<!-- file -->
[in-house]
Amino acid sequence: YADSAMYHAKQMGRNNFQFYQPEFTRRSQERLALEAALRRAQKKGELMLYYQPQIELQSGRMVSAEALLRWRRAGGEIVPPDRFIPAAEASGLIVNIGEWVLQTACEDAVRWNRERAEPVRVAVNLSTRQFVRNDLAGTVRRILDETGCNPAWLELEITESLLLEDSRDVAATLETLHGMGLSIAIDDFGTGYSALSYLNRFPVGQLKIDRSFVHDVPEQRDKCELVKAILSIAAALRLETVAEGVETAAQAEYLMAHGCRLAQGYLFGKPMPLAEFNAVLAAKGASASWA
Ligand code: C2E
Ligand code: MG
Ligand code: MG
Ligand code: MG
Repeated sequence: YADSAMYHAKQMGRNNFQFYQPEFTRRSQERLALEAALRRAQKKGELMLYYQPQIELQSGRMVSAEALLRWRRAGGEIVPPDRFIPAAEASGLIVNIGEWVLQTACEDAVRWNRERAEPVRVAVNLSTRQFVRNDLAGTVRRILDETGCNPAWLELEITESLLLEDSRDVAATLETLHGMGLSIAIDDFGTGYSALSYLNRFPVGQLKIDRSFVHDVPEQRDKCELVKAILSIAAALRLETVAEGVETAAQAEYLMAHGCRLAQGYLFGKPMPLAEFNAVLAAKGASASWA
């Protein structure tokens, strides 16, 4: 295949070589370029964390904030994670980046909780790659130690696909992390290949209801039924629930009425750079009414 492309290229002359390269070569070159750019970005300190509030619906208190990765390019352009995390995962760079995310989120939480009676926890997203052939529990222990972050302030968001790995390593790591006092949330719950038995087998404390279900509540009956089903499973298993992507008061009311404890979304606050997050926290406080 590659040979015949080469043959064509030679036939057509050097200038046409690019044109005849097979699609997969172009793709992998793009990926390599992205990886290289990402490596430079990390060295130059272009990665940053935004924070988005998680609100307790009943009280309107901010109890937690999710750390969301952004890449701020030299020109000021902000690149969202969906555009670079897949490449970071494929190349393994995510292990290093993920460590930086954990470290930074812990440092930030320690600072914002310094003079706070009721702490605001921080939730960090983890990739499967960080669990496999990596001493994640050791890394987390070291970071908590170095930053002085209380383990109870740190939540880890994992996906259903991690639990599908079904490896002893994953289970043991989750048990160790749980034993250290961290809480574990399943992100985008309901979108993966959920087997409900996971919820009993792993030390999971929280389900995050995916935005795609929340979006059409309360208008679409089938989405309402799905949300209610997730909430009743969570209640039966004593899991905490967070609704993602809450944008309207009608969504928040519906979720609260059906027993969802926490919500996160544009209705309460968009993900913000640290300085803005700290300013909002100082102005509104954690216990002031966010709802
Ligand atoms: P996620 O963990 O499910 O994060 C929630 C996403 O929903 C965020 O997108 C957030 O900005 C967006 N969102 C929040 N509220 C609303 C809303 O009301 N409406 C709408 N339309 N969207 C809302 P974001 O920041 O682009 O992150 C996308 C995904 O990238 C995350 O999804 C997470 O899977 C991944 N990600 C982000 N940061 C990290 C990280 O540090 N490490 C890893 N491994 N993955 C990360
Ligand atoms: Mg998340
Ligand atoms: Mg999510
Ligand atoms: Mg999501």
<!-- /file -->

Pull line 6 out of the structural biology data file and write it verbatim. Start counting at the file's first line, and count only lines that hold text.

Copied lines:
Ligand code: MG